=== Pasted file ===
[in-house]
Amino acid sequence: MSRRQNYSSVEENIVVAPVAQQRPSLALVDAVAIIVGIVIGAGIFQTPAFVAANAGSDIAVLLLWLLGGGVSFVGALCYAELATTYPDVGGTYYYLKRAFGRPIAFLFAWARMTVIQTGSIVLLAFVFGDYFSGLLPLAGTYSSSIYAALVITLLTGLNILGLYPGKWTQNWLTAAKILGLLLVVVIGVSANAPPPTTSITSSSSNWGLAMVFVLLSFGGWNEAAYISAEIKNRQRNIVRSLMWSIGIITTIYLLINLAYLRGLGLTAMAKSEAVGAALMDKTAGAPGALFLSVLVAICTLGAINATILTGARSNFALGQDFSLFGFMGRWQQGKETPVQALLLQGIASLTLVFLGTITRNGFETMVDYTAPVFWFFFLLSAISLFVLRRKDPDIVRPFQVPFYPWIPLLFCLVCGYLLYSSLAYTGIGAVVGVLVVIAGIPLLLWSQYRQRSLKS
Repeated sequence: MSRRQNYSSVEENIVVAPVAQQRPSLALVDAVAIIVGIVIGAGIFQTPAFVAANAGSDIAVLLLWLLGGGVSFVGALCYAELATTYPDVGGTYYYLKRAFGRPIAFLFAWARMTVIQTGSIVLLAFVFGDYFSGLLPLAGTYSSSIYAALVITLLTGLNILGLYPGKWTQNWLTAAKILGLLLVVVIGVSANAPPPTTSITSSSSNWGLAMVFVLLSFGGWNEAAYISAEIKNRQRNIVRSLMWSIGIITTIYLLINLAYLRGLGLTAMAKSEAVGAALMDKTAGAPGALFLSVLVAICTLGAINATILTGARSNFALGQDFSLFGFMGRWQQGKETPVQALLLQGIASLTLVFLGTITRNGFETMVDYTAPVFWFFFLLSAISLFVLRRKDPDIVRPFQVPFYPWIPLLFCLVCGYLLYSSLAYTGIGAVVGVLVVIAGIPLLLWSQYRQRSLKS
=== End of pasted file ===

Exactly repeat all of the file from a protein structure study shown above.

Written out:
[in-house]
Amino acid sequence: MSRRQNYSSVEENIVVAPVAQQRPSLALVDAVAIIVGIVIGAGIFQTPAFVAANAGSDIAVLLLWLLGGGVSFVGALCYAELATTYPDVGGTYYYLKRAFGRPIAFLFAWARMTVIQTGSIVLLAFVFGDYFSGLLPLAGTYSSSIYAALVITLLTGLNILGLYPGKWTQNWLTAAKILGLLLVVVIGVSANAPPPTTSITSSSSNWGLAMVFVLLSFGGWNEAAYISAEIKNRQRNIVRSLMWSIGIITTIYLLINLAYLRGLGLTAMAKSEAVGAALMDKTAGAPGALFLSVLVAICTLGAINATILTGARSNFALGQDFSLFGFMGRWQQGKETPVQALLLQGIASLTLVFLGTITRNGFETMVDYTAPVFWFFFLLSAISLFVLRRKDPDIVRPFQVPFYPWIPLLFCLVCGYLLYSSLAYTGIGAVVGVLVVIAGIPLLLWSQYRQRSLKS
Repeated sequence: MSRRQNYSSVEENIVVAPVAQQRPSLALVDAVAIIVGIVIGAGIFQTPAFVAANAGSDIAVLLLWLLGGGVSFVGALCYAELATTYPDVGGTYYYLKRAFGRPIAFLFAWARMTVIQTGSIVLLAFVFGDYFSGLLPLAGTYSSSIYAALVITLLTGLNILGLYPGKWTQNWLTAAKILGLLLVVVIGVSANAPPPTTSITSSSSNWGLAMVFVLLSFGGWNEAAYISAEIKNRQRNIVRSLMWSIGIITTIYLLINLAYLRGLGLTAMAKSEAVGAALMDKTAGAPGALFLSVLVAICTLGAINATILTGARSNFALGQDFSLFGFMGRWQQGKETPVQALLLQGIASLTLVFLGTITRNGFETMVDYTAPVFWFFFLLSAISLFVLRRKDPDIVRPFQVPFYPWIPLLFCLVCGYLLYSSLAYTGIGAVVGVLVVIAGIPLLLWSQYRQRSLKS